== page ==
What is Plaque Psoriasis and How to Manage It

Plaque psoriasis is a common, potentially chronic skin disease that is characterized by itchy, dry, cracked skin and redness. Over 7.5 million people in the US suffer with this condition. Doctors report the condition is underdiagnosed, and undertreated with many patients not knowing they have it.

What is There to Know About Psoriasis?

Psoriasis comes from the Greek psōrian, which means “to have the itch.” It can occur anywhere on the body, and affects men and women equally. Psoriasis can begin in early adulthood, and can become more likely as you get older. “I think something a lot of people don’t understand is how uncomfortable it can be,” said Jena L., 31.

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Psoriasis can take a toll your mental health, by making you self-conscious about the appears of your dry flaky skin and by causing daily discomfort. Surprisingly, even skin that has been damaged by a bite from a cat or dog can become more likely to develop a psoriasis lesion. Because of the complexity of the disease, it is important to isolate your specific triggers. Trial and error may be needed to find the correct treatment for you.

Signs and Symptoms

In plaque psoriasis, the skin becomes itchy and dry, and may even crack and bleed. There can be patches of inflamed or scaly skin with red, gray, or brown patches and bumps. The skin can be sore, and the accompaniment of painful or swollen joints is possible. If you have sore joints, you should consider if they could be of psoriatic origin. Leaving psoriasis untreated is not a good idea as skin infection is a possible complication. According to a recent study in the Journal of the American Academy of Dermatology, people with over 10% of their body covered in psoriasis had a 64% increased risk of developing diabetes. There is an elevated risk of heart disease as well.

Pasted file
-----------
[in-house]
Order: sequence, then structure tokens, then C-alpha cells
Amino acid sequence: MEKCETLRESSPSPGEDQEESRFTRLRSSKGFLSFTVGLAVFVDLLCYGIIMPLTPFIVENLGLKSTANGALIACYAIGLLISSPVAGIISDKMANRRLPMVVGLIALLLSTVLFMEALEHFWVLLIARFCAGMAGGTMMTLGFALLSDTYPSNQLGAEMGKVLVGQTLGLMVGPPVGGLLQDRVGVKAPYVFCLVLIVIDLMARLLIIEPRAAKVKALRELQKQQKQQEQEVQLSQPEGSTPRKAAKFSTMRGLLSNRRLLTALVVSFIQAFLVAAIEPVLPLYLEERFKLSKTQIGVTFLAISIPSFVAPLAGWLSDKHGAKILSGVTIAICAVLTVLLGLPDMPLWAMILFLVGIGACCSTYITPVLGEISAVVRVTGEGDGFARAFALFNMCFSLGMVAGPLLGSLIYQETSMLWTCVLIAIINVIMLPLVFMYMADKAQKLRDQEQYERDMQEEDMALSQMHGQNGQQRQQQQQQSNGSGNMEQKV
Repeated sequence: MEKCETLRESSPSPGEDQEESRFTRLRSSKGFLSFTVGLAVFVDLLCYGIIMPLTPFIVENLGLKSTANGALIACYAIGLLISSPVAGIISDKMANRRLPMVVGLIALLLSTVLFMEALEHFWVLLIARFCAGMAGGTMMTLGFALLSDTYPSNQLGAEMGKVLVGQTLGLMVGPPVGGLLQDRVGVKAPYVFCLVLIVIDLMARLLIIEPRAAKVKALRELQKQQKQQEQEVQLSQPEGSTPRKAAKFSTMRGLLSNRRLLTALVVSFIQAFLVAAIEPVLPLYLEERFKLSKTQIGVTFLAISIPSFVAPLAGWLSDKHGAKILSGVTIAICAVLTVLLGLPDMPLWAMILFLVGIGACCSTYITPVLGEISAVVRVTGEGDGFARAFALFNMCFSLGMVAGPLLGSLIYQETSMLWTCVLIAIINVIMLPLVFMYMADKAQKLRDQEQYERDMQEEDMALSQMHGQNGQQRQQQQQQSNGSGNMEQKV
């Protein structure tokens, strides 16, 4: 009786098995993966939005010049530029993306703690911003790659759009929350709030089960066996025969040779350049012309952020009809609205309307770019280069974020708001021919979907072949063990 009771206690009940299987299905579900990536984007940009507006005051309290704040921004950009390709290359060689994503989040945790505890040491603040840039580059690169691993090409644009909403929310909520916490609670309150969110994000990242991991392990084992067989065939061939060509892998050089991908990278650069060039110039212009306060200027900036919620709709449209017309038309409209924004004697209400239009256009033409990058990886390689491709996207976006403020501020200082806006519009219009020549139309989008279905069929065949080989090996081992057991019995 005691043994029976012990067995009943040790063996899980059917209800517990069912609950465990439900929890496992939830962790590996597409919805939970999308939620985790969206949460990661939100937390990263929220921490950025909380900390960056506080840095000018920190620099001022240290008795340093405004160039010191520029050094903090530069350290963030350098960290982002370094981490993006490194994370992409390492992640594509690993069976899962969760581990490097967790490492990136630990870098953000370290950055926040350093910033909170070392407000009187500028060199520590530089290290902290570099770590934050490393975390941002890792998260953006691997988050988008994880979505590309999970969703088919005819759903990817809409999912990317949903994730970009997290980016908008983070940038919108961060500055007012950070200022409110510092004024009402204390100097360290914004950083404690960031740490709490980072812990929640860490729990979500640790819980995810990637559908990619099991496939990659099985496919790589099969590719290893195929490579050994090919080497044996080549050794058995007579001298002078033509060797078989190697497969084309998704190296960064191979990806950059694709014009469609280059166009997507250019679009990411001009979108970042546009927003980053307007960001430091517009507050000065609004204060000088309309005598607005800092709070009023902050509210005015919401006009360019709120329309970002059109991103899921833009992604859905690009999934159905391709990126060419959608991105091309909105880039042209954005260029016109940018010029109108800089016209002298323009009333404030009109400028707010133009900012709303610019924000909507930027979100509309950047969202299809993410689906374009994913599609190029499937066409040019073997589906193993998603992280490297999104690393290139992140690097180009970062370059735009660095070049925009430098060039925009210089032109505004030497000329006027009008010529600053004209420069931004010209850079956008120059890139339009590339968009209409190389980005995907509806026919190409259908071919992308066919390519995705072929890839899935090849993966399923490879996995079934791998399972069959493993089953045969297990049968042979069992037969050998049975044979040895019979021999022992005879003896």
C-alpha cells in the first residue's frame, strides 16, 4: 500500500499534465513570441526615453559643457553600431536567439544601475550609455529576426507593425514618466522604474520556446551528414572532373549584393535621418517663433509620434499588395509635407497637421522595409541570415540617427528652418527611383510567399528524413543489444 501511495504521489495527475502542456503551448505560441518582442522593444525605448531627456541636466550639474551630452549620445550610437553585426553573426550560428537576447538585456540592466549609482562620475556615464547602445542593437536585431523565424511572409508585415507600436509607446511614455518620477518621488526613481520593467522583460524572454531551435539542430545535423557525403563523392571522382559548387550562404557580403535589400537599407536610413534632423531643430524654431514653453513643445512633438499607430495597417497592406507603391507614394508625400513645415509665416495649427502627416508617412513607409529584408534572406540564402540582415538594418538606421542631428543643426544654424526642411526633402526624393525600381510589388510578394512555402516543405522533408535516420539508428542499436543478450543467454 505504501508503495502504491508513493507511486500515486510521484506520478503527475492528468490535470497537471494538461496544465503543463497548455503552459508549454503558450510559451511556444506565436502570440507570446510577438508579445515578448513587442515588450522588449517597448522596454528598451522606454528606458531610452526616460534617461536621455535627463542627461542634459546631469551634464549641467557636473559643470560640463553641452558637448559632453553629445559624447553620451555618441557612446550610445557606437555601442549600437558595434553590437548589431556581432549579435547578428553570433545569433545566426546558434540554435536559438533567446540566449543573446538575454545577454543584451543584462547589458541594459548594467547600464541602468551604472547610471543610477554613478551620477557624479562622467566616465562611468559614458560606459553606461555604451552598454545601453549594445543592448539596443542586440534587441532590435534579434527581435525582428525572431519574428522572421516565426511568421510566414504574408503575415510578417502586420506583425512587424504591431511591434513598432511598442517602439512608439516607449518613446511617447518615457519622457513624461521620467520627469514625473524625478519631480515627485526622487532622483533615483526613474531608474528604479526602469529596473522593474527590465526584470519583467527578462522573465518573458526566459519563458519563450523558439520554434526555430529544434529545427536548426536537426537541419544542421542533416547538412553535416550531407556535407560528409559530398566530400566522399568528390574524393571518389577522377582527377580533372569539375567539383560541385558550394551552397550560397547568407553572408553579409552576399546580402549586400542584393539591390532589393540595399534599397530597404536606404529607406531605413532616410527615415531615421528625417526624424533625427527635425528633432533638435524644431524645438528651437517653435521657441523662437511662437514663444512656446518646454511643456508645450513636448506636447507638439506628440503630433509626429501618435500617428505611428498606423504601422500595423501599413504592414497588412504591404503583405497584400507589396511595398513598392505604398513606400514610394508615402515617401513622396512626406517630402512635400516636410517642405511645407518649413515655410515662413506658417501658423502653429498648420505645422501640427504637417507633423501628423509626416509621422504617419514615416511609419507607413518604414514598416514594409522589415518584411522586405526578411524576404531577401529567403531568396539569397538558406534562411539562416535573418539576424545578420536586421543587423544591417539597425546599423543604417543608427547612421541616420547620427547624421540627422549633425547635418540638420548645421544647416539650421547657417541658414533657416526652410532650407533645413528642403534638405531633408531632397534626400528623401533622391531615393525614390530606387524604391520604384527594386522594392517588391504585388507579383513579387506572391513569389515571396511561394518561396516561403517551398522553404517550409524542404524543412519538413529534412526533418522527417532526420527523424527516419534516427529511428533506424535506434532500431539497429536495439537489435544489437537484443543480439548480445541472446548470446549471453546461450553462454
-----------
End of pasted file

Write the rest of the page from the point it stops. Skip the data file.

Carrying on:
Connection to Psoriatic Arthritis

The National Psoriasis Foundation reports 30% of people with psoriasis will be affected by psoriatic arthritis. Be on the lookout for symptoms like tenderness or stiffness in joints, swollen fingers, and fatigue. Bring any such symptoms to the attention of your medical professionals. They may recommend the use of special high powered medications.

How to Defend Againt Symptoms?

Wear sunscreen when you go outside and consider a vitamin D3 supplement. Maintaining a good diet and exercise can help reduce stress-induced flare-ups. Avoid hot showers as these can dry the skin. Take only warm showers and limit their duration and frequency. You can even experiment with cold showers if you can handle them. On the thickest plaques, consider moisturizing cream with keratolytic agents like CeraVe Psoriasis Moisturizing Cream. As is often the case, it is advisable to avoid smoking and excessive alcohol intake. Light therapy can help some people reduce their symptoms.

Speak to Your Doctor About Medical Treatments

New and extremely powerful treatments have become available in recent years which target key biological functions in the body, and do so in a highly selective manner, thereby limiting side-effects. With proper treatment, moderate to severe psoriasis is no longer the curse it once was. A new therapy was approved just last year for all treatment severities of psoriasis. There are even oral therapies available.

In Conclusion

Companies have spent billions of dollars to develop new treatments to target psoriasis, Patients should bring symptoms of concern to their medical practitioners. With propert treatment, patients have an opportunity to experience lesser symptoms, greater comfort, and reduced inconvenience to their daily lives.